At the same time, the descent into anarchy and even lawlessness by some should be a reminder that we are sinners in need of salvation.  Pictures of gangs of gunmen, reports of rapes in the Superdome and even donation scams on the Internet, all serve to remind us of the depravity of the human race.  Even a biblical word like “lawlessness” has been used by the media, echoing the words of 1 John 3:4: “Everyone who sins breaks the law; in fact, sin is lawlessness.”  An editorial in the Wall Street Journal put it this way: “For Americans, this is humbling and aggravating…There has been a descent so clear into indecency that one must address it as pressingly as the breakdown of the city’s levees.  It’s as if the moral and civic “levees,” too, were overwhelmed by the torrent.  Once the waters have receded, New Orleans will face the task that will test our national mettle.  A part of that task will be to ask why so many stooped so low as the waters rose so high” (Tunku Varadarajan, “A Descent into Indecency,” 9/2/05).

Pastor Don Sensing preached last Sunday: “No one who knows what the Bible teaches about human nature should be the slightest bit surprised at the evil people do when the moral levees of their consciences and of society have broken, allowing the flood waters of violence, selfishness and disregard for others to drown their souls” (  George Will perceptively adds, “The swiftness of New Orleans’ descent from chaos into barbarism must compound the nation’s nagging anxiety that more irrationality is rampant in the world just now than this nation has the  power to subdue or even keep at bay.”  This reads like a commentary on Romans 1:29: “They have become filled with every kind of wickedness, evil, greed and depravity.  They are full of envy, murder, strife, deceit and malice…”  This also shows the wisdom of what Scripture teaches regarding the role of government in Romans 13 – without the restraint of government we will quickly slide into chaos.  As Chuck Colson points out, only the Christian worldview explains the bewildering extremes of gross depravity and good deeds.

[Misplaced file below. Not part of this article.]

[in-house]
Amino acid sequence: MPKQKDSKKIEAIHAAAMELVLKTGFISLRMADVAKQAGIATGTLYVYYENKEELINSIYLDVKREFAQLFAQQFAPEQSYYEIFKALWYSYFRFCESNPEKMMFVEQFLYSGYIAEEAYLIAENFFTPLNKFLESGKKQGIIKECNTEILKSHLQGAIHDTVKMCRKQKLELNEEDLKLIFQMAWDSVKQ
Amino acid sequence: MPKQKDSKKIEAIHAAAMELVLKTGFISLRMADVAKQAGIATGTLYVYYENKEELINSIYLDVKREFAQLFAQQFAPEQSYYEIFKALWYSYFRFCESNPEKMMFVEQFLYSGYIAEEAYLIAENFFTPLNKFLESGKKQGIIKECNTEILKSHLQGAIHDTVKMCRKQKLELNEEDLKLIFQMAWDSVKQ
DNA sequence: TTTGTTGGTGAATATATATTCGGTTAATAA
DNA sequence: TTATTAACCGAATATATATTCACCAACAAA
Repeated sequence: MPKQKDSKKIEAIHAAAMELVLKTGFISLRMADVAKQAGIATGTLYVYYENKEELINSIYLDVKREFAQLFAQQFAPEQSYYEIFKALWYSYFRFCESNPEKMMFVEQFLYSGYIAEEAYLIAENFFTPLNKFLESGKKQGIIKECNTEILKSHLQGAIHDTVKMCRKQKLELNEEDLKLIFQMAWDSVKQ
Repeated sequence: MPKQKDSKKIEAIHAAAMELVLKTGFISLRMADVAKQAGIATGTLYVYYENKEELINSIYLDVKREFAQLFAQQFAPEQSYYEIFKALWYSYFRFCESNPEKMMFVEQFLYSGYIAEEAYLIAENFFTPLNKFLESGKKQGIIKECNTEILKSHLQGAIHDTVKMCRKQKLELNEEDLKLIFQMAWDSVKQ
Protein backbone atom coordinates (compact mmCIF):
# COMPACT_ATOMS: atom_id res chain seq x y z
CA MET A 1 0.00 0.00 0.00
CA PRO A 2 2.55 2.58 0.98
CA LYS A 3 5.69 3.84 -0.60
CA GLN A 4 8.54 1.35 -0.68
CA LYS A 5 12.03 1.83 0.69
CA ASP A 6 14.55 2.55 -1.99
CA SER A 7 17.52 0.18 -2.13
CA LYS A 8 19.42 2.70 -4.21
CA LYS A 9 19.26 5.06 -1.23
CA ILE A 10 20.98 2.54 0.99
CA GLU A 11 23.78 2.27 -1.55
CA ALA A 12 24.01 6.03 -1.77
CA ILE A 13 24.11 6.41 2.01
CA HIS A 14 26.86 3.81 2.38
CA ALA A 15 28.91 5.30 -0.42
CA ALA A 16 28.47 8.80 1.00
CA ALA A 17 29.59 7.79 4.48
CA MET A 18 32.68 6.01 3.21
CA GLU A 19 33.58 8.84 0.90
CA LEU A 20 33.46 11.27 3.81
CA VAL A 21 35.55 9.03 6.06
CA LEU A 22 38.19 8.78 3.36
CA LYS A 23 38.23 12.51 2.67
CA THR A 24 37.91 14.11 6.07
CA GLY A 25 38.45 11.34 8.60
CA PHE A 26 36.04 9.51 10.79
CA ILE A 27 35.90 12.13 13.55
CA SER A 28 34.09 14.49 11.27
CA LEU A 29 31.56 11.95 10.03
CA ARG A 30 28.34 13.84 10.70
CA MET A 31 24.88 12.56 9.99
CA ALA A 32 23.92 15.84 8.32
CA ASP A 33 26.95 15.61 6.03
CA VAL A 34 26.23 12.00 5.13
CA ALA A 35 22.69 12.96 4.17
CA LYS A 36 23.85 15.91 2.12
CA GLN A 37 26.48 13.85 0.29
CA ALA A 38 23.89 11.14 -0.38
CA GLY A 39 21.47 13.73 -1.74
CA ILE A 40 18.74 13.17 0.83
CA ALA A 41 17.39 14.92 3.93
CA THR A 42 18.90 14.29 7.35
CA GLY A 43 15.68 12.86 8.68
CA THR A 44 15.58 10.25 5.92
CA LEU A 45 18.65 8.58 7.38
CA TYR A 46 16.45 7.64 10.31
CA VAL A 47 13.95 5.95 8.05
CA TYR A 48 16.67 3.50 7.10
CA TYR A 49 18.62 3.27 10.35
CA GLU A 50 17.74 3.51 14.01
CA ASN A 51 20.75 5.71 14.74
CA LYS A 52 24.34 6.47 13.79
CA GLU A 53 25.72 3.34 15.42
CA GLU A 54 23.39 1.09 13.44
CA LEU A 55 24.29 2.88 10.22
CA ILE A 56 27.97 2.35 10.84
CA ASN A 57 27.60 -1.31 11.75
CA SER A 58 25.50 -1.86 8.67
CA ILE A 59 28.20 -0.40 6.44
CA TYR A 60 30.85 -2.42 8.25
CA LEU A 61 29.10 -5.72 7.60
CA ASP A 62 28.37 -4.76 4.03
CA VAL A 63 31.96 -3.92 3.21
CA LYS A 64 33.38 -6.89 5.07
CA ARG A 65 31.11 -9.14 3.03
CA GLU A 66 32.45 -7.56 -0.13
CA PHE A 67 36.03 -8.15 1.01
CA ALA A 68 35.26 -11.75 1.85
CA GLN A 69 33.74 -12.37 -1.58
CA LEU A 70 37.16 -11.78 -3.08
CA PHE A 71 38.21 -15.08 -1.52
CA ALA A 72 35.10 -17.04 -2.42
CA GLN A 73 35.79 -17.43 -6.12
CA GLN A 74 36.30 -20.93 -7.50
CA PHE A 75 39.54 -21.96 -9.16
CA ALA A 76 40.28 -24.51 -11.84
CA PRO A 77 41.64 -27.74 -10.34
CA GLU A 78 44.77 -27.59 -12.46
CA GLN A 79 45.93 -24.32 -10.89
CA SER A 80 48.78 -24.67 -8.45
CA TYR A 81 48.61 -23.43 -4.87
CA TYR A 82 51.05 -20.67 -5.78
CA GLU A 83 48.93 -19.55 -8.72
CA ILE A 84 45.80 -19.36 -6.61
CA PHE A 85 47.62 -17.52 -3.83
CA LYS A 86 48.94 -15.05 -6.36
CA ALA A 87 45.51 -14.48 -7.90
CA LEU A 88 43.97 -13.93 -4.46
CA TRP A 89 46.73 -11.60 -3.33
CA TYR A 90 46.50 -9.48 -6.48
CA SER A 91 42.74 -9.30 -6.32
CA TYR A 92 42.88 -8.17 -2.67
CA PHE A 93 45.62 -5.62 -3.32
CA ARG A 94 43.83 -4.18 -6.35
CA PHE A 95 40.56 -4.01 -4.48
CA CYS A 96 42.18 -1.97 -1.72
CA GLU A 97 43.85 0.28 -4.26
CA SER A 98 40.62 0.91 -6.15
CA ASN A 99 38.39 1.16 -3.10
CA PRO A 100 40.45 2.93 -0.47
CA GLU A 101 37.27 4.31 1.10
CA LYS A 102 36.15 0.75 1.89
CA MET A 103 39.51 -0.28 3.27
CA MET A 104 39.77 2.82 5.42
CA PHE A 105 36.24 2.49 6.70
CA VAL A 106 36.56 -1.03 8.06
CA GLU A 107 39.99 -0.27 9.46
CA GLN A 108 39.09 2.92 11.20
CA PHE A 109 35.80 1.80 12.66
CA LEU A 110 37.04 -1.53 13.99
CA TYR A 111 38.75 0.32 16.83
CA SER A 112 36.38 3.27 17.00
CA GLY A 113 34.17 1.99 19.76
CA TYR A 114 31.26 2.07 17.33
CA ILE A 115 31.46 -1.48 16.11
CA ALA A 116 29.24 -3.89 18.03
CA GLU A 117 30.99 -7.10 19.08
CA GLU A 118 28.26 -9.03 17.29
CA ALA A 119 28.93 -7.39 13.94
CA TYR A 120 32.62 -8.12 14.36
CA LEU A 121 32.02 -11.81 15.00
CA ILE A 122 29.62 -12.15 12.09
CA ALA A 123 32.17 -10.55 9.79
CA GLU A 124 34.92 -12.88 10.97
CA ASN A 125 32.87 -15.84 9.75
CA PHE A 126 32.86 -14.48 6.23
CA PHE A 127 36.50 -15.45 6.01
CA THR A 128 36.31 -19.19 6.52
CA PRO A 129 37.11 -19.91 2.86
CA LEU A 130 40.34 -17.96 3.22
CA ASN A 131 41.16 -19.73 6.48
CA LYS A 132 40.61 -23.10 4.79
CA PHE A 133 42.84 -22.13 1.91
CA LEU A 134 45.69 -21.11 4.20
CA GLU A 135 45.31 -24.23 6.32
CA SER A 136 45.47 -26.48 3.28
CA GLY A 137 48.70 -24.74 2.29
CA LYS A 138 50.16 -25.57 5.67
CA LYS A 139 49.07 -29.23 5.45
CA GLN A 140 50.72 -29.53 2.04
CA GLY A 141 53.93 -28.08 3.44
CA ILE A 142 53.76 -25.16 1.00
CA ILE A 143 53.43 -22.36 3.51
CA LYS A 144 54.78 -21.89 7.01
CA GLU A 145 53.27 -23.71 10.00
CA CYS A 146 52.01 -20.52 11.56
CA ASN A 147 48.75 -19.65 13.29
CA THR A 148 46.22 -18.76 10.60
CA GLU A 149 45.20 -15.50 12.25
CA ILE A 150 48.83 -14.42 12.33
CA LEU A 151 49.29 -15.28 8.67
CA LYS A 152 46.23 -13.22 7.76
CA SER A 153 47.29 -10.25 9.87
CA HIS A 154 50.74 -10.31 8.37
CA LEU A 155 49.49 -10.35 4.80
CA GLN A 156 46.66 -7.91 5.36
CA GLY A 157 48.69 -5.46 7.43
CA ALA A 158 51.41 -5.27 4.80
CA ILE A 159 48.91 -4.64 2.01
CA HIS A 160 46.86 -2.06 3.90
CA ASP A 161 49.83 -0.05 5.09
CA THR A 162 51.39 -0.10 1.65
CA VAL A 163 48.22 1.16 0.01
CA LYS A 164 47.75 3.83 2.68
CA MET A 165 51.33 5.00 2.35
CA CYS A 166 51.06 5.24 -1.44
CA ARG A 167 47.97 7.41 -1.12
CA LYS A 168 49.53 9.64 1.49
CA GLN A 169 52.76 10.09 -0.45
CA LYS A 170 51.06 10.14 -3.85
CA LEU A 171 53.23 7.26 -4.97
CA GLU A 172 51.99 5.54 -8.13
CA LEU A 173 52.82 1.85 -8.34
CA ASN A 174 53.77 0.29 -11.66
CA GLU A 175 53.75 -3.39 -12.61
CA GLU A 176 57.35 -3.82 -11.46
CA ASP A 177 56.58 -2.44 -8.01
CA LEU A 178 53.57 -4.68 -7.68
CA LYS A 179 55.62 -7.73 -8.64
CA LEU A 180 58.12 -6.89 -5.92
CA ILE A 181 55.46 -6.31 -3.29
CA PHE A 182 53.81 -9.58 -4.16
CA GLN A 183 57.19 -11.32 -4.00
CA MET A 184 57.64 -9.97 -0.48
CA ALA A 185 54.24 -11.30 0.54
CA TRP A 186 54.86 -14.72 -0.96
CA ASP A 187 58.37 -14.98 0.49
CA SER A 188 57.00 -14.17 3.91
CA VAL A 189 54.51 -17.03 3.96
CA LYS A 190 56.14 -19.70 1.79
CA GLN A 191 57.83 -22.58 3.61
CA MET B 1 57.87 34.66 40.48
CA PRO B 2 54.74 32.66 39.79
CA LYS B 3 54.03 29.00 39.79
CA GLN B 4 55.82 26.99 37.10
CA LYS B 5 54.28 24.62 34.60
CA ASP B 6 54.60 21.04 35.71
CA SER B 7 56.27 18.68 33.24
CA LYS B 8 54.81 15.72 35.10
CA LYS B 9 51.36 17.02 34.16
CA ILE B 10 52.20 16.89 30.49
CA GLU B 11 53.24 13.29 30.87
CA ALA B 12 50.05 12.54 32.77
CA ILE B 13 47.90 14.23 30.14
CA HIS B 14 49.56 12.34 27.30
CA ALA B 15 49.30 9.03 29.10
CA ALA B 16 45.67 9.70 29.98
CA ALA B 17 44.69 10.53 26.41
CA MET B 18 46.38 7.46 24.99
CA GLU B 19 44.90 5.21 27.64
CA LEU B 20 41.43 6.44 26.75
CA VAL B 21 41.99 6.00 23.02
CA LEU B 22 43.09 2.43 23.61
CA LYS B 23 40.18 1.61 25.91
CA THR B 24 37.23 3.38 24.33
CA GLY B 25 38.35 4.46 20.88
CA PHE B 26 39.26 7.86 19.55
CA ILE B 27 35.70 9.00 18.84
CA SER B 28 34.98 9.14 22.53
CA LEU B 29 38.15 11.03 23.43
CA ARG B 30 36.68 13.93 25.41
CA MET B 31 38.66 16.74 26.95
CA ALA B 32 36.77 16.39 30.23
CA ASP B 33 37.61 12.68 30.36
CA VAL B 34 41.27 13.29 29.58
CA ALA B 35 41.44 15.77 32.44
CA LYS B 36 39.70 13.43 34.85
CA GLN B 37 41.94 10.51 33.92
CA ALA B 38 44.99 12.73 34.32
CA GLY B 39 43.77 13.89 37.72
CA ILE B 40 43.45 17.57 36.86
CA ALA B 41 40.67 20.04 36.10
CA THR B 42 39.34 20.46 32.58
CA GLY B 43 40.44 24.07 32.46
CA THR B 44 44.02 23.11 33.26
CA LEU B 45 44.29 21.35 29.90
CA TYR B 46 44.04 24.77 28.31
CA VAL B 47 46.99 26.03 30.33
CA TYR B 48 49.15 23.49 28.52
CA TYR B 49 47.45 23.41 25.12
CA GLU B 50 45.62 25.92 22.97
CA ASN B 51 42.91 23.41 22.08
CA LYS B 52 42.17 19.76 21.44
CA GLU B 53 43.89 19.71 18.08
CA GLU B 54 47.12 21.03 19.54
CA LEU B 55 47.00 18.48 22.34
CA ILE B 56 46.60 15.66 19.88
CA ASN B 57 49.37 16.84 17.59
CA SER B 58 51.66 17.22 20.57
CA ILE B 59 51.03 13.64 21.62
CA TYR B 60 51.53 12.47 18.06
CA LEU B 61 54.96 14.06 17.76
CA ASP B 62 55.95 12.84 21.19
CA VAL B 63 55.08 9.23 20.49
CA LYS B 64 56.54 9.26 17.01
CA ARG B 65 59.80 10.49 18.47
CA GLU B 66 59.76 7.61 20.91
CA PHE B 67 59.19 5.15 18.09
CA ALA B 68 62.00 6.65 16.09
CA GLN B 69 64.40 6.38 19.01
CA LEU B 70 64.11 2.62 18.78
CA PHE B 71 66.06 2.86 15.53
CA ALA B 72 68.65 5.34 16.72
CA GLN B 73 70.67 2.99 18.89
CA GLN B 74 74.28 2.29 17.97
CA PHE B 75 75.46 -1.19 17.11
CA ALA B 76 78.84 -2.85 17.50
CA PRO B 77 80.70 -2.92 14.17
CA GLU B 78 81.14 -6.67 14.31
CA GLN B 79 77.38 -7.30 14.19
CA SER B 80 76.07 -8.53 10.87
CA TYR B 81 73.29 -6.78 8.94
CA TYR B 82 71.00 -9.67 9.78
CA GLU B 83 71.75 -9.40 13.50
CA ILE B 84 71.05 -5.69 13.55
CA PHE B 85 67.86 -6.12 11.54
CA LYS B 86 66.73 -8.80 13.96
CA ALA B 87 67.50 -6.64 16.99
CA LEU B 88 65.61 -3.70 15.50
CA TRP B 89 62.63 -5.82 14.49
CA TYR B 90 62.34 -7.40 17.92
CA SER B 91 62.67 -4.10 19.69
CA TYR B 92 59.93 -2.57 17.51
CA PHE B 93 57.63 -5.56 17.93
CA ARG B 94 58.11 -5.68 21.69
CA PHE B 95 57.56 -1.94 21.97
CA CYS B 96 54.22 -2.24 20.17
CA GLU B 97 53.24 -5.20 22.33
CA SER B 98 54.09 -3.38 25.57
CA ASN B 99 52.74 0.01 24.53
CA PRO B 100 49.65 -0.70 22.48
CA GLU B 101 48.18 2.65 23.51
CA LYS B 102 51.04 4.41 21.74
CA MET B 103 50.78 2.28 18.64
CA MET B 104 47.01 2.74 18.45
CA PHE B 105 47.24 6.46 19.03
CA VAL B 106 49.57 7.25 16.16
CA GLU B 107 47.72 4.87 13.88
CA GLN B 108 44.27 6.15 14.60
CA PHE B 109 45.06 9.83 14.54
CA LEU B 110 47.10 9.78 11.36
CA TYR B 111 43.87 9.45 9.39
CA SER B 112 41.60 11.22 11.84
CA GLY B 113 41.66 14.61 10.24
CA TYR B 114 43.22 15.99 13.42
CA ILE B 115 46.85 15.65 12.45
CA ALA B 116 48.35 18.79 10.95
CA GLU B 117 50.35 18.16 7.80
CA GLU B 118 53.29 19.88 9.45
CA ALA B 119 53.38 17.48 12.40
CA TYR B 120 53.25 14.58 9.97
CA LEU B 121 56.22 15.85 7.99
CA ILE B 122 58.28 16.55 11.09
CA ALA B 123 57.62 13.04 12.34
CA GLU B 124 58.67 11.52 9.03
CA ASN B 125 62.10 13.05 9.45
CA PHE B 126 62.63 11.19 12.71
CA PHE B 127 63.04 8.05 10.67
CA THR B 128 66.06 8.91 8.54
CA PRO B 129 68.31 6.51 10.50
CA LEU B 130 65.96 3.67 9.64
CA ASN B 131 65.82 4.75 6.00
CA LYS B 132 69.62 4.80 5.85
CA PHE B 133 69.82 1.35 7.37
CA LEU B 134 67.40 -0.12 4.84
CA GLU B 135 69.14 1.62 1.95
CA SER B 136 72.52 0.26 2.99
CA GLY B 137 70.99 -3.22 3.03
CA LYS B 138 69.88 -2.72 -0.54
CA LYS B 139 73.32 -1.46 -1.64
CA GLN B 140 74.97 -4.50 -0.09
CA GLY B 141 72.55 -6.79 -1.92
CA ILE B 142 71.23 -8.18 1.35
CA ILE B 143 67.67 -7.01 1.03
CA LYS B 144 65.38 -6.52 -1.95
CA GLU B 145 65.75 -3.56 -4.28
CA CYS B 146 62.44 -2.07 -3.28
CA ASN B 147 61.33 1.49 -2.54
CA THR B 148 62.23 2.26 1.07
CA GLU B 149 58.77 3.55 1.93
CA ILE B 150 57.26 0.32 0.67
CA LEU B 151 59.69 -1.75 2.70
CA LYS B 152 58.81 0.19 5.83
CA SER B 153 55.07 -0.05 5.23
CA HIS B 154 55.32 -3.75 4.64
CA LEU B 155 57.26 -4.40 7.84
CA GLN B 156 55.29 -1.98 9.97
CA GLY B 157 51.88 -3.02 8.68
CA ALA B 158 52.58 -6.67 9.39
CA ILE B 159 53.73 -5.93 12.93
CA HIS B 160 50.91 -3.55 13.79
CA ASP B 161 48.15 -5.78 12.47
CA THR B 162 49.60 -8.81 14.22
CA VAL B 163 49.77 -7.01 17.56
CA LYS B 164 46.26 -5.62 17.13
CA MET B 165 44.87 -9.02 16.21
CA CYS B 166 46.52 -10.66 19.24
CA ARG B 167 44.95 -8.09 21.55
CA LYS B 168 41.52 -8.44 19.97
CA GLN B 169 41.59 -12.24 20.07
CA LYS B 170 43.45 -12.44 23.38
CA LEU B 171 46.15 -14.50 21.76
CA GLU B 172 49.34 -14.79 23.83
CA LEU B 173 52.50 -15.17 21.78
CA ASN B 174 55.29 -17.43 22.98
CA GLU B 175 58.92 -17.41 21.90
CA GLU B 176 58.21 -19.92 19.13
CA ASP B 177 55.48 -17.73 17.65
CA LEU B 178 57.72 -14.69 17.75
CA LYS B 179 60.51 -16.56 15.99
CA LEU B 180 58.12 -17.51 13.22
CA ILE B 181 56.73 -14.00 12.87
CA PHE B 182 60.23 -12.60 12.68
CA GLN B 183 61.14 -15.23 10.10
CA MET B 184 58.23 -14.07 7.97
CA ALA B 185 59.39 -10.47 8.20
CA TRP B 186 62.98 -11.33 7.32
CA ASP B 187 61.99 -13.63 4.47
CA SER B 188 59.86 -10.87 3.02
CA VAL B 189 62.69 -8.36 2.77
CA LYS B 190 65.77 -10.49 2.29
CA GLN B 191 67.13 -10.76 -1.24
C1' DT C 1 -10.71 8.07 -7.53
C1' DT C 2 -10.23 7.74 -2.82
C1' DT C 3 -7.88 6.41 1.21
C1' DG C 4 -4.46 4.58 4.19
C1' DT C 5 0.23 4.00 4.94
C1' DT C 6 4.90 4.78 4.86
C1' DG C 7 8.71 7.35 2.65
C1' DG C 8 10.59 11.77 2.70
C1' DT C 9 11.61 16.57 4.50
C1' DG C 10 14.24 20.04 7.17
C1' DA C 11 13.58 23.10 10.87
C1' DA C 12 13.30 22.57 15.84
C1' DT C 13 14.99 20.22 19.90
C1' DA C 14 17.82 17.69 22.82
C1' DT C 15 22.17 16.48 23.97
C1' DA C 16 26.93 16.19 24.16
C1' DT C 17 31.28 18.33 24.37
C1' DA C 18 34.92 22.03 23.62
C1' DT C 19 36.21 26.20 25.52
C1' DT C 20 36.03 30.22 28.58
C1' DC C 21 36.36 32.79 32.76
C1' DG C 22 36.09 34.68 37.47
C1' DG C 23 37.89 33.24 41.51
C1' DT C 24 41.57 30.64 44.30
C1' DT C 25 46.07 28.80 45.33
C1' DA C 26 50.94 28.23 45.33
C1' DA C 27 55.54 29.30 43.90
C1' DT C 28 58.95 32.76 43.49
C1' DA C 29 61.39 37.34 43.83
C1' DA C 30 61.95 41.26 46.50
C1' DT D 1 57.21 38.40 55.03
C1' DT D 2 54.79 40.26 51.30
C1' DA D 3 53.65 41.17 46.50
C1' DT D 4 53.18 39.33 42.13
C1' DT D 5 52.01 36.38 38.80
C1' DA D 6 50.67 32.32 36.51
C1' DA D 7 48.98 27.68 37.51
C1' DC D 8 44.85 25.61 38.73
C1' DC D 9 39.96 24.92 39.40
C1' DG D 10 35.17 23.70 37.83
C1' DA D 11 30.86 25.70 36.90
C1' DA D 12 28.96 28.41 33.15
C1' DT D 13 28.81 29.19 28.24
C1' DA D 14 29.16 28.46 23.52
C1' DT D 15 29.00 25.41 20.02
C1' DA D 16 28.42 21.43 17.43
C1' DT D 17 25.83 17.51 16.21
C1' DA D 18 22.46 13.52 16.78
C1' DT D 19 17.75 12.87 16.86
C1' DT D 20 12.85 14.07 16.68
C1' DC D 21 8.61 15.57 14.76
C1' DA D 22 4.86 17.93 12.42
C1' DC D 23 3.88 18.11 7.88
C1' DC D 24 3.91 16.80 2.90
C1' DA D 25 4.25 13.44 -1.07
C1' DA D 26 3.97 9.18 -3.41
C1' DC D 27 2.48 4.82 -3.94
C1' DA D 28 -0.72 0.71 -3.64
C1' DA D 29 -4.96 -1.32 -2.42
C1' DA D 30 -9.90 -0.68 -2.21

5. The humbling of America has been good for us. 

Let me clarify.  I’m not saying that the Hurricane was good for certainly it was horrific.  But the feelings of inadequacy and powerlessness in the face of it can ultimately be good for us.  This principle rings throughout Scripture and is stated perhaps most clearly in Genesis 50:20: “You intended to harm me, but God intended it for good to accomplish what is now being done, the saving of many lives.”  Having lived in another country for three years and having spent time in several other countries, I can tell you that Americans often come across as arrogant and ugly.  As one commentator put it, this has caused our knees to buckle – and that’s a good place for us to be.  One reporter from Europe said that this disaster has revealed the “underbelly of America’s deprivation.”  

Related to this, let’s avoid making proud prognostications of why this happened as if we can presume to speak for God.  And let’s certainly avoid playing the “blame game” with God.  John Piper writes: “Our guilt in the face of Katrina is that we can’t see arrogance in our own heart.  God will always be guilty of high crimes for those who think they’ve never committed any.”   In addition, be careful about making snide statements about those who didn’t leave before the Hurricane struck and be on the alert for any racism that may be lurking in your life or any hatred that has taken up residence in your heart.  It was C.S. Lewis who said, “Pain is God’s megaphone to rouse a deaf world.”

Let’s apply the words of 2 Chronicles 7:14: “If my people, who are called by my name, will humble themselves and pray and seek my face and turn from their wicked ways, then will I hear from heaven and will forgive their sin and will heal their land.” It’s hard to pray when you’re proud, isn’t it?  I’m glad he hears the humble. 

6. Jesus meets us in the storms of life. 

Fred Luter, pastor of Franklin Avenue Baptist Church in New Orleans, no longer has a home or the church building where he has preached since 1986.  Most of his 7,000 members have been scattered to points unknown across the United States.  In a recent sermon, Luter spoke of Jesus calming the storm in Mark 4:35-41.  He struck a triumphant tone as he declared the presence and trustworthiness of God regardless of circumstances.  Like the disciples in the boat that was buffeted by a storm, his first reaction was one of fear.  But this passage gave him comfort as he made three points:

  • Remember the promises of God.  Romans 8:38-39: “For I am convinced that neither death, nor life, not angels, nor principalities, nor powers, nor things present, nor things to come, nor height or depth, nor Hurricane Katrina shall be able to separate us from the love of God.”
  • Remember the presence of Jesus when the storms come.  Jesus was in the boat with them.  He didn’t keep them from the storm, but He went through it with them.
  • Remember the power of Jesus when the storms come.  When it was the right time, Jesus commanded the wind and the waves: “Quiet.  Be still.”